U.S. Pat. No. 3,807,004 described a variety of methods for partially dealing with the saddle formation. Profiling the initial film thickness or temperature distribution is suggested as a means to uniform caliper, although property variations due to different drawing histories would remain. Alternatively, a support device could force the film in the central portion to conform to the curved out-of-plane trajectory. Friction and concomitant damage to the film surface might be reduced by various methods including an air cushion. Saddling also manifests in various operations with the aforementioned disk orienter as described in U.S. Pat. No. 4,434,128. A convex guide surface is used to counter the saddling. Damage to the film surface from the application of such methods is another disadvantage to the method. In particular, films used in optical applications are particularly sensitive to surface defects as may be caused by scuffing and other contact-related defects.


A stretcher for substantially uniaxially orienting a film comprises a plurality of gripping members to hold opposing edge portions of the film, paths along which the gripping members travel to stretch the film in a stretching region, and a drive mechanism to convey the film and gripping members along a machine direction. At least a portion of the paths in the stretching region define diverging, curvilinear courses disposed in-plane. The paths are configured such that during the stretching an extent of uniaxial character, U, is between zero and unity and a minimum value of an extent of uniaxial character, U, is at least 0.70 over a final portion of the stretching after achieving a TDDR of 2.5. U is defined as
with MDDR defined as cosine of a positive included divergence angle θ between a direction of travel of a centerline of the film and an instantaneous tangent of one of the diverging paths and TDDR defined as a ratio of a half-distance between current opposing points on the diverging paths and a half-distance between an initial position of the opposing points on the diverging paths, wherein TDDR is greater than 4 at an end of the stretching region.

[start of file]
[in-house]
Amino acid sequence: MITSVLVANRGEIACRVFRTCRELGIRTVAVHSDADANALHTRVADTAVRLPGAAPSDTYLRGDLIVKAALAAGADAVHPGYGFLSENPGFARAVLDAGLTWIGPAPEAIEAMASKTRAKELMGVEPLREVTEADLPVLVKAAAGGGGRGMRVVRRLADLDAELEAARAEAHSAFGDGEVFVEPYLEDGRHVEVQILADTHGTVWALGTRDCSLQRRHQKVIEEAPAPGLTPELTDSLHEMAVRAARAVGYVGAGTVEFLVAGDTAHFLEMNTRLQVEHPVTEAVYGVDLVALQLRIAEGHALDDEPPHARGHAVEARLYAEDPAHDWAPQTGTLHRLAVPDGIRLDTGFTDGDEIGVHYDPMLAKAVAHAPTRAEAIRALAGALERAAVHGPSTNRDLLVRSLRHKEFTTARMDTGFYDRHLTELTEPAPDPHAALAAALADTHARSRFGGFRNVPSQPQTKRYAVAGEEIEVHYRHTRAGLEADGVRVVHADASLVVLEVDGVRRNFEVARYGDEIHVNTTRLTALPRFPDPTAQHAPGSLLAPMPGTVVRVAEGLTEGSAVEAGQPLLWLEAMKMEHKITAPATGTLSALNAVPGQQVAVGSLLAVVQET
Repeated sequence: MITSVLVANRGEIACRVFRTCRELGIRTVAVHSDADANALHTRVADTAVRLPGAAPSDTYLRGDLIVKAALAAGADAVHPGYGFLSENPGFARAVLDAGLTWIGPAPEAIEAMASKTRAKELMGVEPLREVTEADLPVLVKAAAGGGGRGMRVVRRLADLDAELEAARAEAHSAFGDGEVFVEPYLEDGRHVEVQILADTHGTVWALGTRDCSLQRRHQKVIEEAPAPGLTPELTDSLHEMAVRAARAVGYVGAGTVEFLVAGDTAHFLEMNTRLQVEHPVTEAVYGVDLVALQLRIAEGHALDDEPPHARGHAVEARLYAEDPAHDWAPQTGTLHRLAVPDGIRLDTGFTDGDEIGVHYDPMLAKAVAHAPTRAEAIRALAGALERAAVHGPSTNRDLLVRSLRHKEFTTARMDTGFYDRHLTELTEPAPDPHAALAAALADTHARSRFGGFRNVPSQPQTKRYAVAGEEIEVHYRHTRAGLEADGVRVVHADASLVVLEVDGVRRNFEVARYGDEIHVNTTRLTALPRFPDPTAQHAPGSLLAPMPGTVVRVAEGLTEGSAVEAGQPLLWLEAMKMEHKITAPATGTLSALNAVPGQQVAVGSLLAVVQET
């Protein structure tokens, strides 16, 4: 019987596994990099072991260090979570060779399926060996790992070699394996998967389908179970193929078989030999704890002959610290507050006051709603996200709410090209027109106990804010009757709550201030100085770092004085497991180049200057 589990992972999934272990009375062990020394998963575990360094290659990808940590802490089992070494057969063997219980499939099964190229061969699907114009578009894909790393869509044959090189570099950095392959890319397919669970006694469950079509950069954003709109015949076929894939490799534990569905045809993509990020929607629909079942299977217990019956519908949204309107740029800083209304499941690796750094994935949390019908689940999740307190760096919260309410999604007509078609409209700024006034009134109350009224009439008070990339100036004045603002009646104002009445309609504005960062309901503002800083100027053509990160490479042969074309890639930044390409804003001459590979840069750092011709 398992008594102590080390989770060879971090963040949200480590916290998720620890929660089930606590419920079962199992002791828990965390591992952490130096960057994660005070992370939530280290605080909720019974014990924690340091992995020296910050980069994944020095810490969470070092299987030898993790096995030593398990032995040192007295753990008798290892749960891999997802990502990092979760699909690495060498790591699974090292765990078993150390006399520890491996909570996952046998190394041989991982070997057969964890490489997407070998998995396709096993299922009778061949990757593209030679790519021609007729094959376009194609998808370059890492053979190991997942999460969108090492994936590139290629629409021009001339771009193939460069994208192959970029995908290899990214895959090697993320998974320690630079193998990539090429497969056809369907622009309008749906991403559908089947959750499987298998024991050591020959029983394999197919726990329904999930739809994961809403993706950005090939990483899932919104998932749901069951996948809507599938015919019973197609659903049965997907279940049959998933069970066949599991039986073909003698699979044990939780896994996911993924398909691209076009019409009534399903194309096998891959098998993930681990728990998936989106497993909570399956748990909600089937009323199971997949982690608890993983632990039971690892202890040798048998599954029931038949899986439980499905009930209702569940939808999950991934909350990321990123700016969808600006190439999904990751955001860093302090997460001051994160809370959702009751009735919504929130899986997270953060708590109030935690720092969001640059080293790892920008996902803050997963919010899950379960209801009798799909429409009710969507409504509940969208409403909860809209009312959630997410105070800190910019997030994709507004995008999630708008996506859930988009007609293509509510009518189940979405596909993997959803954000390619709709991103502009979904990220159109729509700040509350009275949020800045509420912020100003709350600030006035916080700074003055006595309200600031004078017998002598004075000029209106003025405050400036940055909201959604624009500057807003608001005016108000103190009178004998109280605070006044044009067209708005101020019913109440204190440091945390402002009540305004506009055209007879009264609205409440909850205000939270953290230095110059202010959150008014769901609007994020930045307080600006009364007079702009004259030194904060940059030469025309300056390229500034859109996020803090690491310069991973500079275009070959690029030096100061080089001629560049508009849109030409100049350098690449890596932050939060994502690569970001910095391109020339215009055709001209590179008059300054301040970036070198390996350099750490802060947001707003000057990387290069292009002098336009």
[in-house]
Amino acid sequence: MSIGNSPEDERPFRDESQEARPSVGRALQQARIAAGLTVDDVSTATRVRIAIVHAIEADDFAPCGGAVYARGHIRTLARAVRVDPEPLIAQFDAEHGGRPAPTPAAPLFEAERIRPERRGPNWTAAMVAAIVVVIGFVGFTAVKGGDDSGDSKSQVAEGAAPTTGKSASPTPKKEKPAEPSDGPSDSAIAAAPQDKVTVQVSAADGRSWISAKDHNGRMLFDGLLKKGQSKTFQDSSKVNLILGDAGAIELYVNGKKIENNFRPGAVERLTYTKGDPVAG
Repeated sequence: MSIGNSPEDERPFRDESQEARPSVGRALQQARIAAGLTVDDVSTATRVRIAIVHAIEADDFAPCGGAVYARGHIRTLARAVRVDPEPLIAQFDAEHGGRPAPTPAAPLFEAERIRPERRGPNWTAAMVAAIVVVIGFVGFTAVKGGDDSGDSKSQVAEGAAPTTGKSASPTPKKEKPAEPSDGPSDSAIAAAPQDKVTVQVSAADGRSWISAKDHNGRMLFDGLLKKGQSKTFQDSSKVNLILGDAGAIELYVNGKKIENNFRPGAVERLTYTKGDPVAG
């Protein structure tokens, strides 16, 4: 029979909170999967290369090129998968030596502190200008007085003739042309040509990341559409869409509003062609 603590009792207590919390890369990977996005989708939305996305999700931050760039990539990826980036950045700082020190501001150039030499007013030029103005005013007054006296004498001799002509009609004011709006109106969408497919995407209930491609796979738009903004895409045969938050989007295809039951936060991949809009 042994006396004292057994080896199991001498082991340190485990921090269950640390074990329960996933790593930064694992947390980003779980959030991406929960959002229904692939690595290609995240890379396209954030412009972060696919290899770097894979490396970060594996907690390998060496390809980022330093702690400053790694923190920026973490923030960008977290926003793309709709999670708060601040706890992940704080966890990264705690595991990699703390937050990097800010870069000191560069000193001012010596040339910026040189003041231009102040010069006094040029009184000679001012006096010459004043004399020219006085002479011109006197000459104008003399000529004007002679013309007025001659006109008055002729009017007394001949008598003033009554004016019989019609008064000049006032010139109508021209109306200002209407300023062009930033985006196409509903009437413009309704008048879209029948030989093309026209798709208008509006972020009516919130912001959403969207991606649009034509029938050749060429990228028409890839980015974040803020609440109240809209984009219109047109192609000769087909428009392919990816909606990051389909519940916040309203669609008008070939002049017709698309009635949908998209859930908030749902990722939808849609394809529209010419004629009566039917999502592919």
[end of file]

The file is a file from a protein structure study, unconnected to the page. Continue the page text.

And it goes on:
The invention may be more completely understood in the following detailed description of various embodiment of the invention in connection with the accompanying drawings, in which:

FIG. 1 is a schematic top view of a prior art tenter apparatus used to stretch film;

FIG. 2 is a perspective view of a portion of film in the prior art process depicted in FIG. 1 both before and after the stretching process;

FIG. 3 is a schematic illustration of a prior art batch process for drawing a multilayer optical film showing the film both before and after the stretch;

FIG. 4 is a block diagram showing steps according to one aspect of the present invention;

FIG. 5 is a schematic illustration of the stretching process according to a preferred embodiment of the present invention;

FIG. 6 is a perspective view of a portion of film in the process depicted in FIG. 5 both before and after the stretching process;

FIG. 7 is a schematic top view of a portion of a stretching apparatus according to one aspect of the present invention;

FIG. 8 is an end view of the apparatus of FIG. 7;

FIG. 9 is a schematic view of a stretched film illustrating a coordinate axis showing a machine direction (MD), a normal direction (ND) a transverse direction, an initial width X, a stretched width XO and a boundary trajectory IBT;

FIG. 10 is a side view of a stretched film illustrating an initial thickness T, a final thickness T′ a the normal direction ND;

FIG. 11 is a schematic view of a stretched film illustrating a coordinate axis showing a machine direction (MD), a normal direction (ND) a transverse direction (TD), an initial length Y, a stretched length Y′ and a boundary trajectory IBT; and